I am a Christian, and a Democrat.

How I reconcile the two in today’s world.

As society is ostensibly becoming more polarized by the minute, it seems that people have a tendency to want to put each other in oversimplified, rigid boxes. For example: ‘He cares about social justice, therefore he is a Democrat’. ‘She is a Christian, therefore she is a Republican’. However, I would submit that people are complex, with many different facets of ideas and unique experiences, and that there is no room for rigid boxes anymore, but for conversations.

As a Christian and a Democrat, I have sat in countless rooms filled with people who assume they know my views on different subjects. Growing up in a predominantly conservative, Republican city, and attending a private Christian high school, I have had both my faith and my political identity questioned. For example, in a room full of Christians, it is almost always assumed that we are all conservative Republicans, and that the views that one person is sharing are agreed upon by all. When I happen to disagree, or state that my viewpoint is different, most often my faith is questioned. ‘I thought you were a Christian?’ ‘How can you think differently than the rest of us?’ ‘You must not really be a Christian then.’ ‘Okay, well the rest of us real Christians agree.’ ‘You can’t be a democrat and a Christian.’ Once that line of questioning is exhausted, my political identity is questioned: ‘You aren’t really a Democrat, are you?’. These experiences are frustrating to say the least, but they also create an opportunity for conversation. These conversations give me a platform to discuss ideas and issues that I care deeply about.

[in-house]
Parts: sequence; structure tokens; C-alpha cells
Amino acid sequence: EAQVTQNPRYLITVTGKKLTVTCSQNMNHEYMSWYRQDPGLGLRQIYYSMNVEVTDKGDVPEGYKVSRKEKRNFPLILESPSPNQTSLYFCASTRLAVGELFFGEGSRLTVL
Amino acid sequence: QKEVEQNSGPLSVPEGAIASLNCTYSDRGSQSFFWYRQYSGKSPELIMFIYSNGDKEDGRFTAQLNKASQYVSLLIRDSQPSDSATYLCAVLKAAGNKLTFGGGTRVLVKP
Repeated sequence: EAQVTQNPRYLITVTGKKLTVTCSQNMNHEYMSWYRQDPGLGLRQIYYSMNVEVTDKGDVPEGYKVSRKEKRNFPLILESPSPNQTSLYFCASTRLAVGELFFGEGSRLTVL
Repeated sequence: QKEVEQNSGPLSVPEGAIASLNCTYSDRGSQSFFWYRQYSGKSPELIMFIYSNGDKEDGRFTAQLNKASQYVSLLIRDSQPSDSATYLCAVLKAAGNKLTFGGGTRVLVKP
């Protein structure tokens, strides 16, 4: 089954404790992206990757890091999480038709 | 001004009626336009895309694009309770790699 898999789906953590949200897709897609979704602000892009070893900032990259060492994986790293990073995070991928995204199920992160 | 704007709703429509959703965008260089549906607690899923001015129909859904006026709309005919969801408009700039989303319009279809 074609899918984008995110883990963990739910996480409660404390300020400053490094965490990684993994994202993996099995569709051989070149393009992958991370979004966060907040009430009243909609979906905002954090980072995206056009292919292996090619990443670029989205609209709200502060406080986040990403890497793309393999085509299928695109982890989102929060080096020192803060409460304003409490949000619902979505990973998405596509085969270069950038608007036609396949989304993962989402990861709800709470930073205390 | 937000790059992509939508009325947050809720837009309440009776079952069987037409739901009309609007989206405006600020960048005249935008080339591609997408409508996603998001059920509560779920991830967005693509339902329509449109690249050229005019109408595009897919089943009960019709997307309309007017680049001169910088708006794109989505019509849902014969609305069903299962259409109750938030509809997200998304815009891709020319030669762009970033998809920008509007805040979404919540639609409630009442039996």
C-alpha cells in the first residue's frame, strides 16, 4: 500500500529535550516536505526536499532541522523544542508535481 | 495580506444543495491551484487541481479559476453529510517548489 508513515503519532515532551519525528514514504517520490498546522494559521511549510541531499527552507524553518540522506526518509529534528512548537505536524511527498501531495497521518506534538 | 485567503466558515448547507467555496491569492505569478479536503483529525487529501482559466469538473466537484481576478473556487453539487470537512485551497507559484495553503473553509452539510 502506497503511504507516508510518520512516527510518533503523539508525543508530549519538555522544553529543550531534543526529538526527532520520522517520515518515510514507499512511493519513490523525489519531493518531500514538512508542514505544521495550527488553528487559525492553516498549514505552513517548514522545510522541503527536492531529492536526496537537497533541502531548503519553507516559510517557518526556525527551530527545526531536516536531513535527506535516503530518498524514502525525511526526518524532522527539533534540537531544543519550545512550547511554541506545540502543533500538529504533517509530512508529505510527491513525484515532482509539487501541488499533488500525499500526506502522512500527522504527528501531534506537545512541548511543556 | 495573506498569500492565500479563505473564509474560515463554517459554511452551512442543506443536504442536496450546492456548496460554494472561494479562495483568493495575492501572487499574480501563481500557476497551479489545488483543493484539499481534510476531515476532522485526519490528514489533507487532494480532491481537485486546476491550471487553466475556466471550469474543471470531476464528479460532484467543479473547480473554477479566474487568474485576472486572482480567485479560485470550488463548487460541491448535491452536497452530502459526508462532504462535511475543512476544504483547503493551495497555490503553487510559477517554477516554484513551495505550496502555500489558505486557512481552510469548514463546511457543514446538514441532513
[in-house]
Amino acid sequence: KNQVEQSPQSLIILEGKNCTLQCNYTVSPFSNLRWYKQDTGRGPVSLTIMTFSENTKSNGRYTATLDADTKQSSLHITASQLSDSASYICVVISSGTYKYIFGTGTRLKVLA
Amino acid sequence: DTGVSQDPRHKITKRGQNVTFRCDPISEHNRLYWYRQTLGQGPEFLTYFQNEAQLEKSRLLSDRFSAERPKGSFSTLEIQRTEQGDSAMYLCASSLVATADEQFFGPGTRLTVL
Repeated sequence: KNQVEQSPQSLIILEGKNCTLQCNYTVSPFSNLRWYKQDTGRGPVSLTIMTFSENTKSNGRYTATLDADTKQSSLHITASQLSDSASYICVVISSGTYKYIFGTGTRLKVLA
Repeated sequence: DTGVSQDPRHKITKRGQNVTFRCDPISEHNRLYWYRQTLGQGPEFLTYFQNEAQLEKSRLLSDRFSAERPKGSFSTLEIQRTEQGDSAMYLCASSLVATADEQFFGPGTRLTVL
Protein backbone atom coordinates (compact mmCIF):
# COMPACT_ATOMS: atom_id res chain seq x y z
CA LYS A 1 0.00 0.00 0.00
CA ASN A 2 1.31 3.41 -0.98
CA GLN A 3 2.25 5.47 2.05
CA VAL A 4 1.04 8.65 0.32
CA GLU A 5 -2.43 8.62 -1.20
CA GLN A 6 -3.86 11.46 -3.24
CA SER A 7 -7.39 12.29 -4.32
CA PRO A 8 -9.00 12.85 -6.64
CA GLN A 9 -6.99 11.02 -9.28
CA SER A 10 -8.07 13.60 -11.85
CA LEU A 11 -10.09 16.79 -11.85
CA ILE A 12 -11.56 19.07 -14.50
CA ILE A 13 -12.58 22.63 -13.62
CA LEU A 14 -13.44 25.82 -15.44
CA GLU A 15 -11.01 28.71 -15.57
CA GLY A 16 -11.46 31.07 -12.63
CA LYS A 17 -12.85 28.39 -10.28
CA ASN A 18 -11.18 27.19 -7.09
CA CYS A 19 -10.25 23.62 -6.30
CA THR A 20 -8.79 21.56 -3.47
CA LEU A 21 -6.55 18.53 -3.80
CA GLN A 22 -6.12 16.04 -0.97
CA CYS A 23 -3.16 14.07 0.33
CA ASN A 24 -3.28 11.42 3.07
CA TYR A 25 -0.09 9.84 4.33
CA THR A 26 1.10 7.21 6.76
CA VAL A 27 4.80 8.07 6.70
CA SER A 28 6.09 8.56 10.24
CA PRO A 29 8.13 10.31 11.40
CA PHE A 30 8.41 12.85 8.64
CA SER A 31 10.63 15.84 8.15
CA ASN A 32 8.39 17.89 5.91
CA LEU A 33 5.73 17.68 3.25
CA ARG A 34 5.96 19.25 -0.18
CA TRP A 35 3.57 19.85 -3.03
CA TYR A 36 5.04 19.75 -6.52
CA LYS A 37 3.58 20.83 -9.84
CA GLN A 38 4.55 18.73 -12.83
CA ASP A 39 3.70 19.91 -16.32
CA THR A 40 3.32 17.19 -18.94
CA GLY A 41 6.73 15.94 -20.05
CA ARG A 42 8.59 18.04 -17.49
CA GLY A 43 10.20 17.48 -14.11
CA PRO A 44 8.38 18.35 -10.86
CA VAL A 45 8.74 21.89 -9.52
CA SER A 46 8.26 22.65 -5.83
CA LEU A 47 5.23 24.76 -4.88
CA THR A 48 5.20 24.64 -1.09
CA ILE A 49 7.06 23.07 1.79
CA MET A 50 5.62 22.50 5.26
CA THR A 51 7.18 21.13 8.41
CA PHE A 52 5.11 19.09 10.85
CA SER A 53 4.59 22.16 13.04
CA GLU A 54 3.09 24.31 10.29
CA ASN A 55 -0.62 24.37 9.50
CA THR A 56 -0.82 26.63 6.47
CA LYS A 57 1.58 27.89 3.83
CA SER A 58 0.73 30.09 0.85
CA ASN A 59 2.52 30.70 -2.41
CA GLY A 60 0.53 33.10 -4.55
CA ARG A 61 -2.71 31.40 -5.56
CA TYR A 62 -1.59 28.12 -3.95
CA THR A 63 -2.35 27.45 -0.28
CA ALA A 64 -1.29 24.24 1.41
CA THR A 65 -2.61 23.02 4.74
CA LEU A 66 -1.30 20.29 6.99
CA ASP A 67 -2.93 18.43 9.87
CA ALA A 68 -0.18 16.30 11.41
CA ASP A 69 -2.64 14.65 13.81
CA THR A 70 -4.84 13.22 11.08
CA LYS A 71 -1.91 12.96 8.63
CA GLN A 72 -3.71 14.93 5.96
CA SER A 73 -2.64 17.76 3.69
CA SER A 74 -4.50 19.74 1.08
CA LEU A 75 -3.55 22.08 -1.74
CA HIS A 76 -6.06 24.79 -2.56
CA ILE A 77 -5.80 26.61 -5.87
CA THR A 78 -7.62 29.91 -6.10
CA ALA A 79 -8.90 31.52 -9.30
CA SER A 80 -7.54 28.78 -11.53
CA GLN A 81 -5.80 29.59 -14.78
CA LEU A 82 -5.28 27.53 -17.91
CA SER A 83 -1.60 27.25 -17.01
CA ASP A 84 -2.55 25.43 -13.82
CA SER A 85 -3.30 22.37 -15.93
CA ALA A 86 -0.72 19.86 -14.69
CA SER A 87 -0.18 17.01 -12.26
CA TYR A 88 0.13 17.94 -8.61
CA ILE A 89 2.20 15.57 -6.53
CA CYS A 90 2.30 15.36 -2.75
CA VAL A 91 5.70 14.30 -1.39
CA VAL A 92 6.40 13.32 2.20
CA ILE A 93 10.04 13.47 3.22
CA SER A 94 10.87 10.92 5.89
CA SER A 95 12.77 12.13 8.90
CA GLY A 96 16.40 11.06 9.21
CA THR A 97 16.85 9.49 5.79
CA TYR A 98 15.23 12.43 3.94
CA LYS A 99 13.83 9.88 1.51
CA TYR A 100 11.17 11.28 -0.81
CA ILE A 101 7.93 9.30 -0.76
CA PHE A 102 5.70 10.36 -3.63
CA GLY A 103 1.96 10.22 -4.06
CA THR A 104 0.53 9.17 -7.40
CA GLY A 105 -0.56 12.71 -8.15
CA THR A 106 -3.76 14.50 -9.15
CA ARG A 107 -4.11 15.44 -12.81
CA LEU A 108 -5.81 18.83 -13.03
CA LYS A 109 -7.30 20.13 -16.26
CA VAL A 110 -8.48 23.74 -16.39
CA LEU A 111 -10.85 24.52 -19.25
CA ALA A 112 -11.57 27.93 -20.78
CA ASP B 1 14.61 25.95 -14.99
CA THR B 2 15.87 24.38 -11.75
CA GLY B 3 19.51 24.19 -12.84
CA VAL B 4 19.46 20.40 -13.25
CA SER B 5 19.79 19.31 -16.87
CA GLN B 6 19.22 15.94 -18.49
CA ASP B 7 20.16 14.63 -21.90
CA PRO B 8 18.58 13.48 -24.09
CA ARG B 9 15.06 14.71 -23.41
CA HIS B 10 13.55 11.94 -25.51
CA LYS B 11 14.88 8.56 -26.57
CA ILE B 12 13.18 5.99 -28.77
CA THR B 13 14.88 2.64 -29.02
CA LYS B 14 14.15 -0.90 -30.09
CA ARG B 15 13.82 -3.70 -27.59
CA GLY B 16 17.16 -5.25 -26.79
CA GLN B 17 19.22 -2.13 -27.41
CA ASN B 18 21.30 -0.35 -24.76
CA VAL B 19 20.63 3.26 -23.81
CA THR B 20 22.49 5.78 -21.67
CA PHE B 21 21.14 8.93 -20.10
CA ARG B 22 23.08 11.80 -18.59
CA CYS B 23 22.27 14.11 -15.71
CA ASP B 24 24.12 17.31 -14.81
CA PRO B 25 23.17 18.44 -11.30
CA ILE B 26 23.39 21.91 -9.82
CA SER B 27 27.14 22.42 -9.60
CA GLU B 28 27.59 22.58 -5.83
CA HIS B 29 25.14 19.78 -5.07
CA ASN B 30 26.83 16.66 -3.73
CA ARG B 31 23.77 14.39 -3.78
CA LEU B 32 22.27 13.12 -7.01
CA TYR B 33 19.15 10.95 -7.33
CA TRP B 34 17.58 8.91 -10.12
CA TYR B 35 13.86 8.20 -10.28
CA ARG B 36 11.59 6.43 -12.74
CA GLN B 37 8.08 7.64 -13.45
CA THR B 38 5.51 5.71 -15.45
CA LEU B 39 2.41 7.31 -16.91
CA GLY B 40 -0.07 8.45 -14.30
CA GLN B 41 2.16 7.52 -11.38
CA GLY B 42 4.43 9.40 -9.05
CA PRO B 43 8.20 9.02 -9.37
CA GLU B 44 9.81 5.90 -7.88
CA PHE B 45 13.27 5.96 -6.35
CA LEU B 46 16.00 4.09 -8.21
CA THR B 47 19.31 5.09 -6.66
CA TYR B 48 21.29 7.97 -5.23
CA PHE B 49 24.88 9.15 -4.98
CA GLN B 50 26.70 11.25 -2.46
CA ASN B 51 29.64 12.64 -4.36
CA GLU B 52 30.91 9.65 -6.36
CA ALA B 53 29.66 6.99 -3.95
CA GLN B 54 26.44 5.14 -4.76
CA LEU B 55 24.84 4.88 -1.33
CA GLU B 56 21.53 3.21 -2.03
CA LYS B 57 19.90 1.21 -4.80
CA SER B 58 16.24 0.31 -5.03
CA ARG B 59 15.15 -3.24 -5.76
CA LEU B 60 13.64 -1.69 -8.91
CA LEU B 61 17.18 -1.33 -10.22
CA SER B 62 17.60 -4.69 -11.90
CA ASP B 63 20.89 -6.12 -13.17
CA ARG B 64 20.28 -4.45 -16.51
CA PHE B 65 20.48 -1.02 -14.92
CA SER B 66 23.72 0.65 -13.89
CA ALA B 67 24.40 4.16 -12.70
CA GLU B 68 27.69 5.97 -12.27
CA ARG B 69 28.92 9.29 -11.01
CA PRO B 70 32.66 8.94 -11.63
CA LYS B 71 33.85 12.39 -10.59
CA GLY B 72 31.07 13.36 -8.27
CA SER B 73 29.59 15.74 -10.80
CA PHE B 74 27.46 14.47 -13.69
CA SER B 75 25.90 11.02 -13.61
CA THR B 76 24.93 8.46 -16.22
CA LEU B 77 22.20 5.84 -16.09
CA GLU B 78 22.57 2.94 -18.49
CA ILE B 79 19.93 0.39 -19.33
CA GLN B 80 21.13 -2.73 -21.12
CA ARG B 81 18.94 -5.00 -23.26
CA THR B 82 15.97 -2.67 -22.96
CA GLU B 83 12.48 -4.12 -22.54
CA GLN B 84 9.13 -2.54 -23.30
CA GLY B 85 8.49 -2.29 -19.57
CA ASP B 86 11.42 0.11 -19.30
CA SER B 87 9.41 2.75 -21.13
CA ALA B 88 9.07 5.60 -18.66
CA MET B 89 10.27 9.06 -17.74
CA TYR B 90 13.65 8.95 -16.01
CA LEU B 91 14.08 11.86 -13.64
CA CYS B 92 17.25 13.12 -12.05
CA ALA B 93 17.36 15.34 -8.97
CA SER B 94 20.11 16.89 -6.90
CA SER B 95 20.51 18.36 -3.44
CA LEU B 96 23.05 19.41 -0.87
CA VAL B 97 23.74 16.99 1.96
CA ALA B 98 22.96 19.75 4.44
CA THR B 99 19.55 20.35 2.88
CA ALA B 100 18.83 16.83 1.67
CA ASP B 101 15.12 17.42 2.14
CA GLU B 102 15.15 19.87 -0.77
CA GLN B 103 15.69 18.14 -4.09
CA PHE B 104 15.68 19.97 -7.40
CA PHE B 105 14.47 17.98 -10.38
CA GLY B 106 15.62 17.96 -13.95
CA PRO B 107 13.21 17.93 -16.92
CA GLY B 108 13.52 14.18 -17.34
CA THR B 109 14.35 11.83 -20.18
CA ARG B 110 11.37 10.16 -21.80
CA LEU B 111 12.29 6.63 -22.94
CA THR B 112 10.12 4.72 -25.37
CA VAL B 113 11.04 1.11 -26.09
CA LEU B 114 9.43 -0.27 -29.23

I want to announce to the world, and in particular my city of Virginia Beach, Virginia that Republicans do not own the ‘rights’ to being Christian. There are increasing numbers of us Christians out here in our communities taking a stand against the generations that believe ‘Republican’ and ‘Christian’ are synonymous. I can both believe in Jesus and stand for social justice. In fact, I’m called to. Isaiah 1:17 (ESV) says “Learn to do good; seek justice, correct oppression; bring justice to the fatherless, and plead the widow’s cause.” Likewise, Proverbs 31:8-9 (ESV) implores “Open your mouth for the mute, for the rights of all who are destitute. Open your mouth, judge righteously, defend the rights of the poor and needy”.

Many Christians today take strong stands against particular issues, perhaps overlooking other equally important issues that we are called to care about as well. As for me, I reconcile my faith and my political identity through looking at the life of Jesus. He came to serve the poor and needy, he came to love and not judge, and most importantly, he asked me to do the same. Micah 6:8 (ESV) says “He has told you, O man, what is good; and what does the Lord require of you but to do justice, and to love kindness, and to walk humbly with your God.”

It is time to put away our rigid boxes, and instead engage in conversations with those around us. In a city where were are often outnumbered, our thoughts and experiences still matter. Our voices can still be heard. But that happens through conversations; conversations that can be uncomfortable and unfamiliar, but that also have the power to unite our voices where we would otherwise still be isolated. Each time I have the opportunity to speak up in a room that is full of those who believe differently then I do, I have the ability to share my thoughts and beliefs to a group of people who may not be exposed to my perspective very often.

Republicans don’t own the right to being a Christian. I stand as a firm example of that. I am a Christian, and I am a Democrat.

~ Renee Thomas